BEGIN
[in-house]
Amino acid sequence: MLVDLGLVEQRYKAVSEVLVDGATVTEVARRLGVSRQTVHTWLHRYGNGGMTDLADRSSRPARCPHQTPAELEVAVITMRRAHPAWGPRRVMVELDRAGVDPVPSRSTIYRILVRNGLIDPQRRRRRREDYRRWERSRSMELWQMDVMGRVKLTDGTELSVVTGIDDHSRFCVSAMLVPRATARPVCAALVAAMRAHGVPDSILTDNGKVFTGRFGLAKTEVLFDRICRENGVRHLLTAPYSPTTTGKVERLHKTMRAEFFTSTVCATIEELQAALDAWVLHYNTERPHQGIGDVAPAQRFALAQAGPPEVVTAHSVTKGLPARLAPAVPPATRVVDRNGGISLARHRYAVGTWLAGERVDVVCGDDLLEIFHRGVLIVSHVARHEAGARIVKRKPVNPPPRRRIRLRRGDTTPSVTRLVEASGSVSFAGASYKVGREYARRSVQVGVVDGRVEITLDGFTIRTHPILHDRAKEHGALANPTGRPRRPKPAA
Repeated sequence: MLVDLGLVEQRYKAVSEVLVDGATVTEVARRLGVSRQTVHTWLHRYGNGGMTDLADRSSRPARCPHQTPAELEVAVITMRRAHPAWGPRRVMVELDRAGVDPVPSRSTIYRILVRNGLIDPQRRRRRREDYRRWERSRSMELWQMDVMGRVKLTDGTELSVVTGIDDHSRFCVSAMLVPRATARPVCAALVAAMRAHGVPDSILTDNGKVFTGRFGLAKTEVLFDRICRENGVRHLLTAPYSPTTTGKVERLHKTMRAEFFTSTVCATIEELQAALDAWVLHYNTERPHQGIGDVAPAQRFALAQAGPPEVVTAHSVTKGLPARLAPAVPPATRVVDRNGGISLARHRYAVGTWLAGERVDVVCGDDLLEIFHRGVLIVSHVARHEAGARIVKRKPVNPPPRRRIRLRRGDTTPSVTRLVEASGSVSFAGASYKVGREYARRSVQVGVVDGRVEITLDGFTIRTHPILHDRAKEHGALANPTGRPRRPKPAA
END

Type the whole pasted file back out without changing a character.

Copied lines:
[in-house]
Amino acid sequence: MLVDLGLVEQRYKAVSEVLVDGATVTEVARRLGVSRQTVHTWLHRYGNGGMTDLADRSSRPARCPHQTPAELEVAVITMRRAHPAWGPRRVMVELDRAGVDPVPSRSTIYRILVRNGLIDPQRRRRRREDYRRWERSRSMELWQMDVMGRVKLTDGTELSVVTGIDDHSRFCVSAMLVPRATARPVCAALVAAMRAHGVPDSILTDNGKVFTGRFGLAKTEVLFDRICRENGVRHLLTAPYSPTTTGKVERLHKTMRAEFFTSTVCATIEELQAALDAWVLHYNTERPHQGIGDVAPAQRFALAQAGPPEVVTAHSVTKGLPARLAPAVPPATRVVDRNGGISLARHRYAVGTWLAGERVDVVCGDDLLEIFHRGVLIVSHVARHEAGARIVKRKPVNPPPRRRIRLRRGDTTPSVTRLVEASGSVSFAGASYKVGREYARRSVQVGVVDGRVEITLDGFTIRTHPILHDRAKEHGALANPTGRPRRPKPAA
Repeated sequence: MLVDLGLVEQRYKAVSEVLVDGATVTEVARRLGVSRQTVHTWLHRYGNGGMTDLADRSSRPARCPHQTPAELEVAVITMRRAHPAWGPRRVMVELDRAGVDPVPSRSTIYRILVRNGLIDPQRRRRRREDYRRWERSRSMELWQMDVMGRVKLTDGTELSVVTGIDDHSRFCVSAMLVPRATARPVCAALVAAMRAHGVPDSILTDNGKVFTGRFGLAKTEVLFDRICRENGVRHLLTAPYSPTTTGKVERLHKTMRAEFFTSTVCATIEELQAALDAWVLHYNTERPHQGIGDVAPAQRFALAQAGPPEVVTAHSVTKGLPARLAPAVPPATRVVDRNGGISLARHRYAVGTWLAGERVDVVCGDDLLEIFHRGVLIVSHVARHEAGARIVKRKPVNPPPRRRIRLRRGDTTPSVTRLVEASGSVSFAGASYKVGREYARRSVQVGVVDGRVEITLDGFTIRTHPILHDRAKEHGALANPTGRPRRPKPAA